Circle of Friends

At Aria Hotel in 2012

At Aria Hotel in 2012

By Bert Eljera

Part 10

LAS VEGAS – After  a couple of failed relationships, I can say with some certainty now that I have finally found the woman I want to spend the rest of my life with.

It has come full circle for me, a 360-degree turn around that essentially brought me back to the place where I had come from.

Just a “bangalog” (swamp) separates Balud from Songco, but for Christie (Tita) and myself (Norbing), it took more than 40 years and the magic of the Internet for our paths to cross again.

Good thing, we both were also in the crossroads of our lives, and our eyes were open to new possibilities. Just fate? Or, could it have been destiny?

So now we find ourselves in another Circle of Friends, a small but certainly an important one, the most important, in fact, as I pursue this struggle to prolong my life with a kidney transplant.

Hospitals, doctors, nurses, medicines and lab tests seem to be the common denominator of our relationship. It could have been a big turn-off for her – or any woman for that matter.

Just days after we met for the first time in Jacksonville, Florida, I landed in the hospital. (no, not because of what you’re thinking, but my transplanted kidney was showing signs of failing). This was back in 2010.

The day after we decided to move to Las Vegas in February, 2011, I was back in the hospital again, this time with some heart problems.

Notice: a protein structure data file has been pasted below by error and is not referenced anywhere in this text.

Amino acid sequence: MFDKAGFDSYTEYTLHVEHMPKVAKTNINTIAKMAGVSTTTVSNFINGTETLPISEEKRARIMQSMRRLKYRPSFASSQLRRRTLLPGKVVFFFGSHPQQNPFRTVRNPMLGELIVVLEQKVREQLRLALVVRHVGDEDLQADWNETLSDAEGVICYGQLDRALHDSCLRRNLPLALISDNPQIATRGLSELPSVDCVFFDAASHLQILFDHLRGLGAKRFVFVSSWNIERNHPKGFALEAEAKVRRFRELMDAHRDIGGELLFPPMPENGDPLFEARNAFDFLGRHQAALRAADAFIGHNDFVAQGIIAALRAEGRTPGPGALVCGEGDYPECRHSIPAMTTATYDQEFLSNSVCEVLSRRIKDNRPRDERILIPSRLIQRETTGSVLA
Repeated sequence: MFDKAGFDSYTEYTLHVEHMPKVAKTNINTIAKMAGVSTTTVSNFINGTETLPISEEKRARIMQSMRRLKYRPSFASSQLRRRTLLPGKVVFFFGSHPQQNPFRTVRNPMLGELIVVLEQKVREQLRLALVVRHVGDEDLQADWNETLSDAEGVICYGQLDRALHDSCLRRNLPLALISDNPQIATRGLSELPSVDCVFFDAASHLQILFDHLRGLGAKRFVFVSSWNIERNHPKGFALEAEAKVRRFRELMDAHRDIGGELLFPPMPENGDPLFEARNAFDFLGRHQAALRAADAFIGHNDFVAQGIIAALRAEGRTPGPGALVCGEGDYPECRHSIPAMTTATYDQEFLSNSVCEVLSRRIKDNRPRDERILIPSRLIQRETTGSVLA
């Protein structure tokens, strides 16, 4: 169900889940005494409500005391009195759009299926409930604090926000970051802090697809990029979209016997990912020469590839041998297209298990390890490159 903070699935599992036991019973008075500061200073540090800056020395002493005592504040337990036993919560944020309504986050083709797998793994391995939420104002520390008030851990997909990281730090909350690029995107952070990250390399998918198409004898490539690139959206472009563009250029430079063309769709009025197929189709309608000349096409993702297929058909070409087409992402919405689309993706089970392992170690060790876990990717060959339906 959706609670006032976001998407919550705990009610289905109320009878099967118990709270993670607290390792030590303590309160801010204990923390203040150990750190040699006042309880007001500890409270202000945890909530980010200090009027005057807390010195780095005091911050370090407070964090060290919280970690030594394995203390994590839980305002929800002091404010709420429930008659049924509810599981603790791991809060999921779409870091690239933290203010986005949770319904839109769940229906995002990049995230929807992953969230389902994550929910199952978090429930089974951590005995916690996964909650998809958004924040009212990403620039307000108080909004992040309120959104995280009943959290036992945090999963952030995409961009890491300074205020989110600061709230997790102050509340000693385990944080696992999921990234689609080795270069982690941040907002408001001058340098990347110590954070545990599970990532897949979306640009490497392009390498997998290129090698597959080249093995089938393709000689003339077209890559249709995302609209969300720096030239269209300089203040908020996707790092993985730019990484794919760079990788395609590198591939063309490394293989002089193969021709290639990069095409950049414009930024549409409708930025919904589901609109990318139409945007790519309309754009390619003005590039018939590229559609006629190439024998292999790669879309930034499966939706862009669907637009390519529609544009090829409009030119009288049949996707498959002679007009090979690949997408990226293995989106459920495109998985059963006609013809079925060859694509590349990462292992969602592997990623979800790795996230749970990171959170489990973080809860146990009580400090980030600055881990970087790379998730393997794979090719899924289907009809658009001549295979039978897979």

Still, she didn’t throw in the towel. She has endured spending the night curled in a hospital couch, walked long distances under a searing Las Vegas sun or the numbing cold of winter, and shared yucky hospital food with me.

Personal complications aggravated the situations with both of us coming from broken marriages. Yet we pulled through, thanks mainly for the support of benevolent people, most especially Dr. Nimfa Raagas Aguila, who provided help in every possible way.

The first of several hospitalizations over the past four years. This one in Jacksonville, Florida in 2010.

The first of several hospitalizations over the past four years. This one in Jacksonville, Florida in 2010.

Her sons, Alex and Anthony, were like family, and her friends and relatives became quite close to us too, providing us comfort and support.

We found time to set up charities and non-profits, such as the Borongan Historical and Cultural Society with the intention of operating a library and museum in Borongan City, and created the Eastern Samar chapter of the Philippine National Red Cross.

A now-operational blood bank is the result of the efforts of Dr. Aguila and Dr. Jesse Solidon to provide enhanced medical care for the people of our city and province.

We had been active in the celebration of the town fiesta and added excitement to the festivities with a couple of photo contests eagerly participated in by local amateur and professional photographers.

Friends and relatives having fun at Casa Aguila in Henderson, Nevada

Friends and relatives having fun at Casa Aguila in Henderson, Nevada

Dr. Aguila’s philanthropic and compassionate nature was in full display when she initiated relief and rehabilitation efforts for the victims of the devastating Typhoon Yolanda, which cut  wide swath of destruction in Eastern Visayas.

In my effort to raise money for the kidney transplant, I had approached Dr. Aguila for help in reaching out to various medical organizations, particularly alumni of the University of the East, Ramon Magsaysay Memorial Medical Center.

I have been blessed enough to have circles of friends willing to help me meet the challenges of this medical condition. Personal, professional and other connections have allowed me to face the coming days and months with hope and optimism.

Whatever happens, it’s great to know that I shared happy moments with some great people – and my life is richer because of them.





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